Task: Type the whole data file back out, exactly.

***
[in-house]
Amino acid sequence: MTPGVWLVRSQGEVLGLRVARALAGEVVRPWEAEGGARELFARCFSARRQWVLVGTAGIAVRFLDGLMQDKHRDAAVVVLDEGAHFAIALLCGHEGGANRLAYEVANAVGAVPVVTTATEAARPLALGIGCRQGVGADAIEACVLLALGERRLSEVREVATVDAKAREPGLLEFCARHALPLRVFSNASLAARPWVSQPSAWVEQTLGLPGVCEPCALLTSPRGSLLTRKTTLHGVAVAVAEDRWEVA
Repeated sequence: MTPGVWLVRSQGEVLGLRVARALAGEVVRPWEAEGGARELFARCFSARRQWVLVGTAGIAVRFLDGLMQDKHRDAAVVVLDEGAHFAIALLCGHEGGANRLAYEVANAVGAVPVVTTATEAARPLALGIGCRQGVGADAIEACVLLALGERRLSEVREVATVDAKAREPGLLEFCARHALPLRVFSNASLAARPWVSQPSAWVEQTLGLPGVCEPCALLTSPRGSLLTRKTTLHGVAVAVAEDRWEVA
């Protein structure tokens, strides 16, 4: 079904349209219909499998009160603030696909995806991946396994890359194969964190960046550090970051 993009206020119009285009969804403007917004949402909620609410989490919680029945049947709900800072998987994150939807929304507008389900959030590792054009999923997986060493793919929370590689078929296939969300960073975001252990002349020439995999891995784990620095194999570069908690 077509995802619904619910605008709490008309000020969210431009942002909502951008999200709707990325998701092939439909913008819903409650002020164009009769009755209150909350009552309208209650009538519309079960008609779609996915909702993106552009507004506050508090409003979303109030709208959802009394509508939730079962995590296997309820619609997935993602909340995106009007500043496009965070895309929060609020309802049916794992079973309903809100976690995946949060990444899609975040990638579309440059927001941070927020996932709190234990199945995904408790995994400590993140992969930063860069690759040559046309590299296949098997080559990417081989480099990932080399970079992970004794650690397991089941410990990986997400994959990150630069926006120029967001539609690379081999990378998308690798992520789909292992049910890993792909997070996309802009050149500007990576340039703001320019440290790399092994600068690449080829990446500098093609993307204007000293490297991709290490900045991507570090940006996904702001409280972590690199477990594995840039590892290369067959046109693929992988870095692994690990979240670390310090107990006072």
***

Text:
[in-house]
Amino acid sequence: MTPGVWLVRSQGEVLGLRVARALAGEVVRPWEAEGGARELFARCFSARRQWVLVGTAGIAVRFLDGLMQDKHRDAAVVVLDEGAHFAIALLCGHEGGANRLAYEVANAVGAVPVVTTATEAARPLALGIGCRQGVGADAIEACVLLALGERRLSEVREVATVDAKAREPGLLEFCARHALPLRVFSNASLAARPWVSQPSAWVEQTLGLPGVCEPCALLTSPRGSLLTRKTTLHGVAVAVAEDRWEVA
Repeated sequence: MTPGVWLVRSQGEVLGLRVARALAGEVVRPWEAEGGARELFARCFSARRQWVLVGTAGIAVRFLDGLMQDKHRDAAVVVLDEGAHFAIALLCGHEGGANRLAYEVANAVGAVPVVTTATEAARPLALGIGCRQGVGADAIEACVLLALGERRLSEVREVATVDAKAREPGLLEFCARHALPLRVFSNASLAARPWVSQPSAWVEQTLGLPGVCEPCALLTSPRGSLLTRKTTLHGVAVAVAEDRWEVA
């Protein structure tokens, strides 16, 4: 079904349209219909499998009160603030696909995806991946396994890359194969964190960046550090970051 993009206020119009285009969804403007917004949402909620609410989490919680029945049947709900800072998987994150939807929304507008389900959030590792054009999923997986060493793919929370590689078929296939969300960073975001252990002349020439995999891995784990620095194999570069908690 077509995802619904619910605008709490008309000020969210431009942002909502951008999200709707990325998701092939439909913008819903409650002020164009009769009755209150909350009552309208209650009538519309079960008609779609996915909702993106552009507004506050508090409003979303109030709208959802009394509508939730079962995590296997309820619609997935993602909340995106009007500043496009965070895309929060609020309802049916794992079973309903809100976690995946949060990444899609975040990638579309440059927001941070927020996932709190234990199945995904408790995994400590993140992969930063860069690759040559046309590299296949098997080559990417081989480099990932080399970079992970004794650690397991089941410990990986997400994959990150630069926006120029967001539609690379081999990378998308690798992520789909292992049910890993792909997070996309802009050149500007990576340039703001320019440290790399092994600068690449080829990446500098093609993307204007000293490297991709290490900045991507570090940006996904702001409280972590690199477990594995840039590892290369067959046109693929992988870095692994690990979240670390310090107990006072």